THE United States of America constitute an essential portion of a great political system, embracing all the civilized nations of the earth. At a period when the force of moral opinion is rapidly increasing, they have the precedence in the practice and in the defence of the equal rights of man. The sovereignty of the people is here a conceded axiom, and the laws, established upon that basis, are cherished with faithful patriotism. While the nations of Europe aspire after change, our Constitution engages the fond admiration of the people, by which it has been established. Prosperity follows the execution of even justice; invention is quickened by the freedom of competition; and labour rewarded with sure and unexampled returns. Domestic peace is maintained without the aid of a military establishment; public sentiment permits the existence of but few standing troops, and those only along the seaboard and on the frontiers. A gallant navy protects our commerce, which spreads its banners on every sea, and extends its enterprise to every clime. Our diplomatic relations connect us on terms of equality and honest friendship with the chief powers of the world; while we avoid entangling participation in their intrigues, their passions, and their wars. Our national resources are developed by an earnest culture of the arts of peace. Every man may enjoy the fruits of his industry; every mind is free to publish its convictions. Our government, by its organization, is necessarily identified with the interests of the people, and relies exclusively on their attachment for its durability and support. Even the enemies of the State, if there are any among us, have liberty to express their opinions undisturbed; and are safely tolerated, where reason is left free to combat their errors. Nor is the Constitution a dead letter, unalterably fixed; it has the capacity for improvement; adopting whatever changes time and the public will may require, and safe from decay, as long as that will retains its energy. New States are forming in the wilderness; canals, intersecting our plains and crossing our highlands, open numerous channels to internal commerce;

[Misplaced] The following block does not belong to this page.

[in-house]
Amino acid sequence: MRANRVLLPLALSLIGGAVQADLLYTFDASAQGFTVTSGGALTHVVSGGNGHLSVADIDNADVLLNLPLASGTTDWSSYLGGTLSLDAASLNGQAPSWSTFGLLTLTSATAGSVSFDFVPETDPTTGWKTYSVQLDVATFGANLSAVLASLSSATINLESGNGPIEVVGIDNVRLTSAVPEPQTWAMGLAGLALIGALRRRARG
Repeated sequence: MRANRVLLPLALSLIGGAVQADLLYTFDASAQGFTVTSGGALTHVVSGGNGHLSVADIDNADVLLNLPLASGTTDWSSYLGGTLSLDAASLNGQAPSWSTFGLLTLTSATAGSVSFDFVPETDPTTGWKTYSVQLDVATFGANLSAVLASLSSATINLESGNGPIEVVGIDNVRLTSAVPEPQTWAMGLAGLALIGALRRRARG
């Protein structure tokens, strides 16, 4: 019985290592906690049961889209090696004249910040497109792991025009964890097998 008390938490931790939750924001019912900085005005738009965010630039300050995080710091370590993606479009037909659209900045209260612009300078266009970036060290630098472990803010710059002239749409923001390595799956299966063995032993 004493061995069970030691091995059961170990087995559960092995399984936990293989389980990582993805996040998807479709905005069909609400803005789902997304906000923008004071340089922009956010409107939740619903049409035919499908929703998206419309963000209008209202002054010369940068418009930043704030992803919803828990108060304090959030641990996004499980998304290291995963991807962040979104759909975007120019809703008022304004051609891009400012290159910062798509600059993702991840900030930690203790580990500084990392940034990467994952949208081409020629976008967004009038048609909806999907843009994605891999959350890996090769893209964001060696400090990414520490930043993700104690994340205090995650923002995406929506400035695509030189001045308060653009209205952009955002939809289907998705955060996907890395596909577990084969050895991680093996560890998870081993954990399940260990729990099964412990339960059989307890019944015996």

manufactures prosper along our watercourses; the use of steam on our rivers and railroads annihilates distance by the acceleration of speed. Our wealth and population, already giving us a place in the first rank of nations, are so rapidly cumulative, that the former is increased fourfold, and the latter is doubled in every period of twenty-two or twenty-three years. There is no national debt; the community is opulent; the government economical, and the public treasury full. Religion, neither persecuted nor paid by the State, is sustained. by the regard for public morals and the convictions of an enlightened faith. Intelligence is diffused with unparalleled universality; a free press teems with the choicest productions of all nations and ages. There are more daily journals in the United States than in the world beside. A public document of general interest is, within a month, reproduced in at least a million of copies, and is brought within the reach of every freeman in the country. An immense concourse of emigrants of the most various lineage, is perpetually crowding to our shores; and the principles of liberty, uniting all interests by the operation of equal laws, blend the discordant elements into harmonious union. Other governments are convulsed by the innovations and reforms of neighboring States; our Constitution, fixed in the affections of the people, from whose choice it has sprung, neutralizes the influence of foreign principles, and fearlessly opens an asylum to the virtuous, the unfortunate, and the oppressed of every nation.